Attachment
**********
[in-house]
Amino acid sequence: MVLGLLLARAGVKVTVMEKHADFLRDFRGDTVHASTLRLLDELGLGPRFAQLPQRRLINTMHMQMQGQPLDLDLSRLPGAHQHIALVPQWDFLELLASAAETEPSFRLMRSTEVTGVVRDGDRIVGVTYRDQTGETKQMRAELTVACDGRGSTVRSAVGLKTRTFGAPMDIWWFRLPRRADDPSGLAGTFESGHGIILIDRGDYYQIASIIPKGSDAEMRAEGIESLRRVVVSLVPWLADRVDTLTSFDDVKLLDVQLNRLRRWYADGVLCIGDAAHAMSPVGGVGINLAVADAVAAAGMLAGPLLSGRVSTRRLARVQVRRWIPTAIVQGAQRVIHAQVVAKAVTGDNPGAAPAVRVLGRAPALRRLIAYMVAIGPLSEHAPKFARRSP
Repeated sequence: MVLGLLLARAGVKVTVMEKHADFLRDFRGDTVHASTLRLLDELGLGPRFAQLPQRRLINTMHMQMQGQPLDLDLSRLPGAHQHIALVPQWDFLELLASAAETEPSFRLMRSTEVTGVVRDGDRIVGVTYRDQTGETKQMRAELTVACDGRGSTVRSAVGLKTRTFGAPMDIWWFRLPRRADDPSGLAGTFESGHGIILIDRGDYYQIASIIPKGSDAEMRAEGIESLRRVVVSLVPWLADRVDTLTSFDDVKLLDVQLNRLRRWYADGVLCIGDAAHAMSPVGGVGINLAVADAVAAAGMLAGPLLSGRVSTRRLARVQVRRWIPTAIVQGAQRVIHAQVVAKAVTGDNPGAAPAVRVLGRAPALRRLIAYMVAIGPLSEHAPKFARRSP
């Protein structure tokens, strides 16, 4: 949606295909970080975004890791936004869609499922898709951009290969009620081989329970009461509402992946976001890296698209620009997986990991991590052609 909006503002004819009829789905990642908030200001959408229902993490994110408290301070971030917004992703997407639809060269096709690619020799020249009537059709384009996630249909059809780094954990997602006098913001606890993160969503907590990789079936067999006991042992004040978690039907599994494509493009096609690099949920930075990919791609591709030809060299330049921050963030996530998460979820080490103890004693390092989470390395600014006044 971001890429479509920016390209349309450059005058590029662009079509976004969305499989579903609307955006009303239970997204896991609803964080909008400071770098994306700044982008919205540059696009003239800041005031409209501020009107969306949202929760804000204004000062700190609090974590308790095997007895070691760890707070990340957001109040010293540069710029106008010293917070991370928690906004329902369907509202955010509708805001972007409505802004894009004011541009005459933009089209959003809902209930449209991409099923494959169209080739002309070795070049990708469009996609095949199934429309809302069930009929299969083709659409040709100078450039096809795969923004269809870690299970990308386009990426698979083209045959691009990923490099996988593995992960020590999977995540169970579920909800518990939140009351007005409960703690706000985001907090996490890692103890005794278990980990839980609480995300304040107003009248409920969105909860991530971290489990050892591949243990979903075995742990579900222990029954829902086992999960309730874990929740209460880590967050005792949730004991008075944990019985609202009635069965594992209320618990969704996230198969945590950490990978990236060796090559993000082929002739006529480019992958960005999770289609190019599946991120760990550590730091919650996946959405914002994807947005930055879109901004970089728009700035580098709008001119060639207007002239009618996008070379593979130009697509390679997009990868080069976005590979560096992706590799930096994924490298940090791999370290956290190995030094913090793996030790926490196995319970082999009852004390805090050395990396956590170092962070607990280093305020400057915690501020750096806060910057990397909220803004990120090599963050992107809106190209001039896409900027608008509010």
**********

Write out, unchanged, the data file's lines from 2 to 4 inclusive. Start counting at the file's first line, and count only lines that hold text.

Amino acid sequence: MVLGLLLARAGVKVTVMEKHADFLRDFRGDTVHASTLRLLDELGLGPRFAQLPQRRLINTMHMQMQGQPLDLDLSRLPGAHQHIALVPQWDFLELLASAAETEPSFRLMRSTEVTGVVRDGDRIVGVTYRDQTGETKQMRAELTVACDGRGSTVRSAVGLKTRTFGAPMDIWWFRLPRRADDPSGLAGTFESGHGIILIDRGDYYQIASIIPKGSDAEMRAEGIESLRRVVVSLVPWLADRVDTLTSFDDVKLLDVQLNRLRRWYADGVLCIGDAAHAMSPVGGVGINLAVADAVAAAGMLAGPLLSGRVSTRRLARVQVRRWIPTAIVQGAQRVIHAQVVAKAVTGDNPGAAPAVRVLGRAPALRRLIAYMVAIGPLSEHAPKFARRSP
Repeated sequence: MVLGLLLARAGVKVTVMEKHADFLRDFRGDTVHASTLRLLDELGLGPRFAQLPQRRLINTMHMQMQGQPLDLDLSRLPGAHQHIALVPQWDFLELLASAAETEPSFRLMRSTEVTGVVRDGDRIVGVTYRDQTGETKQMRAELTVACDGRGSTVRSAVGLKTRTFGAPMDIWWFRLPRRADDPSGLAGTFESGHGIILIDRGDYYQIASIIPKGSDAEMRAEGIESLRRVVVSLVPWLADRVDTLTSFDDVKLLDVQLNRLRRWYADGVLCIGDAAHAMSPVGGVGINLAVADAVAAAGMLAGPLLSGRVSTRRLARVQVRRWIPTAIVQGAQRVIHAQVVAKAVTGDNPGAAPAVRVLGRAPALRRLIAYMVAIGPLSEHAPKFARRSP
């Protein structure tokens, strides 16, 4: 949606295909970080975004890791936004869609499922898709951009290969009620081989329970009461509402992946976001890296698209620009997986990991991590052609 909006503002004819009829789905990642908030200001959408229902993490994110408290301070971030917004992703997407639809060269096709690619020799020249009537059709384009996630249909059809780094954990997602006098913001606890993160969503907590990789079936067999006991042992004040978690039907599994494509493009096609690099949920930075990919791609591709030809060299330049921050963030996530998460979820080490103890004693390092989470390395600014006044 971001890429479509920016390209349309450059005058590029662009079509976004969305499989579903609307955006009303239970997204896991609803964080909008400071770098994306700044982008919205540059696009003239800041005031409209501020009107969306949202929760804000204004000062700190609090974590308790095997007895070691760890707070990340957001109040010293540069710029106008010293917070991370928690906004329902369907509202955010509708805001972007409505802004894009004011541009005459933009089209959003809902209930449209991409099923494959169209080739002309070795070049990708469009996609095949199934429309809302069930009929299969083709659409040709100078450039096809795969923004269809870690299970990308386009990426698979083209045959691009990923490099996988593995992960020590999977995540169970579920909800518990939140009351007005409960703690706000985001907090996490890692103890005794278990980990839980609480995300304040107003009248409920969105909860991530971290489990050892591949243990979903075995742990579900222990029954829902086992999960309730874990929740209460880590967050005792949730004991008075944990019985609202009635069965594992209320618990969704996230198969945590950490990978990236060796090559993000082929002739006529480019992958960005999770289609190019599946991120760990550590730091919650996946959405914002994807947005930055879109901004970089728009700035580098709008001119060639207007002239009618996008070379593979130009697509390679997009990868080069976005590979560096992706590799930096994924490298940090791999370290956290190995030094913090793996030790926490196995319970082999009852004390805090050395990396956590170092962070607990280093305020400057915690501020750096806060910057990397909220803004990120090599963050992107809106190209001039896409900027608008509010």